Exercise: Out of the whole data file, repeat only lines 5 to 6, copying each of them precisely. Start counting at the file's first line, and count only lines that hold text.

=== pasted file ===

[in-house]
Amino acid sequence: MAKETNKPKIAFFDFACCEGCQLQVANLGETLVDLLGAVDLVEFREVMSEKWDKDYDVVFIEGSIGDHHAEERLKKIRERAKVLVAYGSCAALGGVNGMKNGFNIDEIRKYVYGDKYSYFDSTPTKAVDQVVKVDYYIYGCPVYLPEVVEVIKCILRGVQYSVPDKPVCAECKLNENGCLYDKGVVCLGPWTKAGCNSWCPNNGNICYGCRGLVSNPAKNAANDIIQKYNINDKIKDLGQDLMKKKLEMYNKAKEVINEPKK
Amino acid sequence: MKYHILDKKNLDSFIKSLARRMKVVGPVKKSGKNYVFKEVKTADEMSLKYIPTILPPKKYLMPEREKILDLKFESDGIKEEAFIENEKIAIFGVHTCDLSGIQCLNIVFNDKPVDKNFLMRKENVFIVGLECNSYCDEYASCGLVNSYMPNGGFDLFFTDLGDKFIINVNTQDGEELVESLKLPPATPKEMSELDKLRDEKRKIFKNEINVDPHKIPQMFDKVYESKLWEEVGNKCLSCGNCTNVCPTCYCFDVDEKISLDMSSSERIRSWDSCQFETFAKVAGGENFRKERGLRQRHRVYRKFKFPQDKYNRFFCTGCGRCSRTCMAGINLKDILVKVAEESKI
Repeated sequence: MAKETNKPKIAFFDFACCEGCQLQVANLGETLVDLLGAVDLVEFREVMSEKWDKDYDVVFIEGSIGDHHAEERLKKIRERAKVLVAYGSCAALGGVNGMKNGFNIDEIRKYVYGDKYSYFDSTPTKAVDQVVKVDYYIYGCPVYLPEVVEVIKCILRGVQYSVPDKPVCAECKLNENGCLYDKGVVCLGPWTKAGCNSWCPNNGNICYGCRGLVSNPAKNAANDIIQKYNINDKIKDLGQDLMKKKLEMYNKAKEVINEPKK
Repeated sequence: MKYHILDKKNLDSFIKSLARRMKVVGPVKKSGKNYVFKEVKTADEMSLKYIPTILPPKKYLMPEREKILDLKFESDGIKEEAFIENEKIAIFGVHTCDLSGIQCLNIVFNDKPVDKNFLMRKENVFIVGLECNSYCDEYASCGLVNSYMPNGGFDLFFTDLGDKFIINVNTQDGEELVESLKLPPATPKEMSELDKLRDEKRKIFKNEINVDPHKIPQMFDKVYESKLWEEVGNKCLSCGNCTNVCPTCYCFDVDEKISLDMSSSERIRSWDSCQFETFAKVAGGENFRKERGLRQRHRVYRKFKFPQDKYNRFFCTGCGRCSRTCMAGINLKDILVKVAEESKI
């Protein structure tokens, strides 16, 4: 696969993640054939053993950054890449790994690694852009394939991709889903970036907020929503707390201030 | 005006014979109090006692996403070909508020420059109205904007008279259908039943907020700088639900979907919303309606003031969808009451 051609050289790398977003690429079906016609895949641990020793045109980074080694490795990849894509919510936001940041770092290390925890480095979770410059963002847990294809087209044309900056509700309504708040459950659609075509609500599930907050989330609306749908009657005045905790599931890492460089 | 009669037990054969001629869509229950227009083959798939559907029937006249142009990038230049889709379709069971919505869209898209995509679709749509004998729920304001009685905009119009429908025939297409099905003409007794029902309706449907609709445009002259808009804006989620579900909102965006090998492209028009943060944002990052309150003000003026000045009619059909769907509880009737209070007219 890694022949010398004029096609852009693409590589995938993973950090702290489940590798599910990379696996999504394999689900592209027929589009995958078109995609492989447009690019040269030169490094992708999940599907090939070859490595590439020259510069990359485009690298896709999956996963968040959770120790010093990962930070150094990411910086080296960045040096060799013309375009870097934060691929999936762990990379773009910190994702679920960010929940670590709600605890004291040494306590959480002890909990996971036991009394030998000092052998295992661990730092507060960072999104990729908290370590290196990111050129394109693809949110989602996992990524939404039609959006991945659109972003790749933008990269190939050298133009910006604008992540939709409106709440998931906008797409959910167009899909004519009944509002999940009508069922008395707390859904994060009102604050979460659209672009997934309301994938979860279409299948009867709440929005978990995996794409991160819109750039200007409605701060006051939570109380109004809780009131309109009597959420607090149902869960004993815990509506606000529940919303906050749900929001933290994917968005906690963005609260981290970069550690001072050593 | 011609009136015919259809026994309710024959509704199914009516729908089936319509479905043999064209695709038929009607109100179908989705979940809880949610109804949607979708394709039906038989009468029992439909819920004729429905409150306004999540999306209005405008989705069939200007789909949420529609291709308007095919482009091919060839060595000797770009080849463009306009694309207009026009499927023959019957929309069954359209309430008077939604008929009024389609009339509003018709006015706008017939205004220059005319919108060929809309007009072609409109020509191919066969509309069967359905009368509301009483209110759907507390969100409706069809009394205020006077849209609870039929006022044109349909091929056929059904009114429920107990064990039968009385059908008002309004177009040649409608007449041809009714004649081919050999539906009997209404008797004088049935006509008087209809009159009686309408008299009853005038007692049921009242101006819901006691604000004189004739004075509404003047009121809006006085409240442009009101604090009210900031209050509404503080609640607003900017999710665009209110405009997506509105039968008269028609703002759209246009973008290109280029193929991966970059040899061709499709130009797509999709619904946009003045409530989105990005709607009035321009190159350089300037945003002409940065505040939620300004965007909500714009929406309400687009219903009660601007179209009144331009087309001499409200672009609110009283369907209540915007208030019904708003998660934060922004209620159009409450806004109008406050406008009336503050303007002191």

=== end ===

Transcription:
Repeated sequence: MKYHILDKKNLDSFIKSLARRMKVVGPVKKSGKNYVFKEVKTADEMSLKYIPTILPPKKYLMPEREKILDLKFESDGIKEEAFIENEKIAIFGVHTCDLSGIQCLNIVFNDKPVDKNFLMRKENVFIVGLECNSYCDEYASCGLVNSYMPNGGFDLFFTDLGDKFIINVNTQDGEELVESLKLPPATPKEMSELDKLRDEKRKIFKNEINVDPHKIPQMFDKVYESKLWEEVGNKCLSCGNCTNVCPTCYCFDVDEKISLDMSSSERIRSWDSCQFETFAKVAGGENFRKERGLRQRHRVYRKFKFPQDKYNRFFCTGCGRCSRTCMAGINLKDILVKVAEESKI
């Protein structure tokens, strides 16, 4: 696969993640054939053993950054890449790994690694852009394939991709889903970036907020929503707390201030 | 005006014979109090006692996403070909508020420059109205904007008279259908039943907020700088639900979907919303309606003031969808009451 051609050289790398977003690429079906016609895949641990020793045109980074080694490795990849894509919510936001940041770092290390925890480095979770410059963002847990294809087209044309900056509700309504708040459950659609075509609500599930907050989330609306749908009657005045905790599931890492460089 | 009669037990054969001629869509229950227009083959798939559907029937006249142009990038230049889709379709069971919505869209898209995509679709749509004998729920304001009685905009119009429908025939297409099905003409007794029902309706449907609709445009002259808009804006989620579900909102965006090998492209028009943060944002990052309150003000003026000045009619059909769907509880009737209070007219 890694022949010398004029096609852009693409590589995938993973950090702290489940590798599910990379696996999504394999689900592209027929589009995958078109995609492989447009690019040269030169490094992708999940599907090939070859490595590439020259510069990359485009690298896709999956996963968040959770120790010093990962930070150094990411910086080296960045040096060799013309375009870097934060691929999936762990990379773009910190994702679920960010929940670590709600605890004291040494306590959480002890909990996971036991009394030998000092052998295992661990730092507060960072999104990729908290370590290196990111050129394109693809949110989602996992990524939404039609959006991945659109972003790749933008990269190939050298133009910006604008992540939709409106709440998931906008797409959910167009899909004519009944509002999940009508069922008395707390859904994060009102604050979460659209672009997934309301994938979860279409299948009867709440929005978990995996794409991160819109750039200007409605701060006051939570109380109004809780009131309109009597959420607090149902869960004993815990509506606000529940919303906050749900929001933290994917968005906690963005609260981290970069550690001072050593 | 011609009136015919259809026994309710024959509704199914009516729908089936319509479905043999064209695709038929009607109100179908989705979940809880949610109804949607979708394709039906038989009468029992439909819920004729429905409150306004999540999306209005405008989705069939200007789909949420529609291709308007095919482009091919060839060595000797770009080849463009306009694309207009026009499927023959019957929309069954359209309430008077939604008929009024389609009339509003018709006015706008017939205004220059005319919108060929809309007009072609409109020509191919066969509309069967359905009368509301009483209110759907507390969100409706069809009394205020006077849209609870039929006022044109349909091929056929059904009114429920107990064990039968009385059908008002309004177009040649409608007449041809009714004649081919050999539906009997209404008797004088049935006509008087209809009159009686309408008299009853005038007692049921009242101006819901006691604000004189004739004075509404003047009121809006006085409240442009009101604090009210900031209050509404503080609640607003900017999710665009209110405009997506509105039968008269028609703002759209246009973008290109280029193929991966970059040899061709499709130009797509999709619904946009003045409530989105990005709607009035321009190159350089300037945003002409940065505040939620300004965007909500714009929406309400687009219903009660601007179209009144331009087309001499409200672009609110009283369907209540915007208030019904708003998660934060922004209620159009409450806004109008406050406008009336503050303007002191």